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Minimizing Your Salt Intake



There are few food ingredients that get as much bad press today as that simple compound of sodium and chloride – salt. Salt is used to preserve and flavor foods, and a small amount of salt is actually important for good health, as it helps to maintain the correct volume of circulating blood and tissue fluids in the body, assists in the transmission of nerve impulses and influences the contraction and relaxation of muscles.

However, some people are more sensitive to the effects of sodium than others. People who are sensitive to salt may experience excess fluid retention resulting in increased blood pressure. If you fall in this group, adding extra sodium to your diet may increase your chances of developing high blood pressure – a condition that can lead to cardiovascular and kidney diseases.
Eating less sodium can help lower your blood pressure and reduce your risk of having developing disease; therefore, it’s important to monitor your salt intake. Much of the sodium that people eat comes from the foods that are rich in preservatives and the salt that we add to our food at the table – so it’s easy to find places to cut back.
The following are some tips to help you reduce your salt intake:
Always read the labels on food packages when you’re at the grocery store. Look for pasta sauces, crackers, cereals, canned vegetables and other foods that are specifically designated as being lower in sodium.
When you’re at a restaurant, ask if there’s any salt added to the meal you’re ordering. If there is, most cooks will honor a customer’s request to have no salt added to their food.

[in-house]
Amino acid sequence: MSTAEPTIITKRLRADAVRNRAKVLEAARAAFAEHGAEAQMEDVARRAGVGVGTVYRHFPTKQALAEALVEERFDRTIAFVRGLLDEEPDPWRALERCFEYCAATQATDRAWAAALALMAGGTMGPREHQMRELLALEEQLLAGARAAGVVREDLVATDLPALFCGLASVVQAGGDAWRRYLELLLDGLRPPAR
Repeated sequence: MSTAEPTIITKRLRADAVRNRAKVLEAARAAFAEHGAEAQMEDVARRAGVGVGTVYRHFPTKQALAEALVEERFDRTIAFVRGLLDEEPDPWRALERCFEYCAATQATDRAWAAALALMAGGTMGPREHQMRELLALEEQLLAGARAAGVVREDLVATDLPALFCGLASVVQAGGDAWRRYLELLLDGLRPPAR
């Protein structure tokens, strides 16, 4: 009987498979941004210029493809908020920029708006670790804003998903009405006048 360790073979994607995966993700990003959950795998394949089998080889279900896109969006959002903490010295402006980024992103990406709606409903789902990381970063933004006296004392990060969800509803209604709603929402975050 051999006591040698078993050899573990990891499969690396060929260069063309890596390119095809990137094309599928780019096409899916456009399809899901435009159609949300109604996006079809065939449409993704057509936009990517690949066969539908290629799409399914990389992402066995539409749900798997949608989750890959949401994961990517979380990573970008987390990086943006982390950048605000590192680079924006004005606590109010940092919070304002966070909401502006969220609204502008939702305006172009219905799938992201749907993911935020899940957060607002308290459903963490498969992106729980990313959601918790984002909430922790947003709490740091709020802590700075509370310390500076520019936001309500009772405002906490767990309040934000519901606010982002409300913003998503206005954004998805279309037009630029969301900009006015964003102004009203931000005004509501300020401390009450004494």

Buy plain, frozen, fresh or canned, “with no salt added” vegetables. It’s also best to use fresh poultry, fish and lean meats, instead of the canned versions or the ones that are heavily processed. According to nutrition researchers, around 75% of the salt in our diet comes from processed foods, so opting for fresh alternatives is a good way to cut back on your intake.

Look for herbs and different spices or seasonings that contain no salt when cooking and while eating. It’s also a good idea to learn how to use fresh or dried herbs, spices, zest from citrus fruits, and fruit juices to enhance the flavor of foods instead of relying too much on salt to add flavor.

Cook rice, hot cereals, and pasta without extra salt. Cut back on instant or flavored pasta and rice products, and look for cereals that don’t have any extra salt added to them.

If you do eat fast food, try to select items from the menu that are lower in salt. Cut back on pizza, frozen dinners, canned soups or broths, packaged mixes and salad dressings because these items are always packed with extra sodium.

If you need to add salt while cooking, try to add it at the end of the cooking period so that you’ll add less overall. The longer the food cooks, the more the flavor is muted, so you’ll wind up adding more salt throughout the cook time just to maintain the same flavor.